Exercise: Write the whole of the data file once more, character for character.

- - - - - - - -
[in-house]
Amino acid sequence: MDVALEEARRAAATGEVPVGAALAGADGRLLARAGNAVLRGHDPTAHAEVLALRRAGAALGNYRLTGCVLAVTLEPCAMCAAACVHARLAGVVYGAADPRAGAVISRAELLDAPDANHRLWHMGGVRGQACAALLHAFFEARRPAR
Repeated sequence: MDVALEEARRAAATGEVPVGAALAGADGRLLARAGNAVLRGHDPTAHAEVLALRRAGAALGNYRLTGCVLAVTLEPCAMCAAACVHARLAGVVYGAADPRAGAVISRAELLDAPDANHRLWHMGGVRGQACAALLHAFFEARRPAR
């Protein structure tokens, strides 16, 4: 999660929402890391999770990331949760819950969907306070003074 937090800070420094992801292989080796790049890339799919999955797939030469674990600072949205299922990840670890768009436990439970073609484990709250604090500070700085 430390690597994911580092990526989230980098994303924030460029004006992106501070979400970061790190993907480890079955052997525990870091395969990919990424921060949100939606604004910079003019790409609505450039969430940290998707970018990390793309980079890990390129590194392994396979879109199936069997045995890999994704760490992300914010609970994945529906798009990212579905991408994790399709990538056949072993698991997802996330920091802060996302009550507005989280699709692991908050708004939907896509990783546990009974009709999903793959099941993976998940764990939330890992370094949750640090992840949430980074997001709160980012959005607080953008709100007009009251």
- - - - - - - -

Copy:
[in-house]
Amino acid sequence: MDVALEEARRAAATGEVPVGAALAGADGRLLARAGNAVLRGHDPTAHAEVLALRRAGAALGNYRLTGCVLAVTLEPCAMCAAACVHARLAGVVYGAADPRAGAVISRAELLDAPDANHRLWHMGGVRGQACAALLHAFFEARRPAR
Repeated sequence: MDVALEEARRAAATGEVPVGAALAGADGRLLARAGNAVLRGHDPTAHAEVLALRRAGAALGNYRLTGCVLAVTLEPCAMCAAACVHARLAGVVYGAADPRAGAVISRAELLDAPDANHRLWHMGGVRGQACAALLHAFFEARRPAR
């Protein structure tokens, strides 16, 4: 999660929402890391999770990331949760819950969907306070003074 937090800070420094992801292989080796790049890339799919999955797939030469674990600072949205299922990840670890768009436990439970073609484990709250604090500070700085 430390690597994911580092990526989230980098994303924030460029004006992106501070979400970061790190993907480890079955052997525990870091395969990919990424921060949100939606604004910079003019790409609505450039969430940290998707970018990390793309980079890990390129590194392994396979879109199936069997045995890999994704760490992300914010609970994945529906798009990212579905991408994790399709990538056949072993698991997802996330920091802060996302009550507005989280699709692991908050708004939907896509990783546990009974009709999903793959099941993976998940764990939330890992370094949750640090992840949430980074997001709160980012959005607080953008709100007009009251």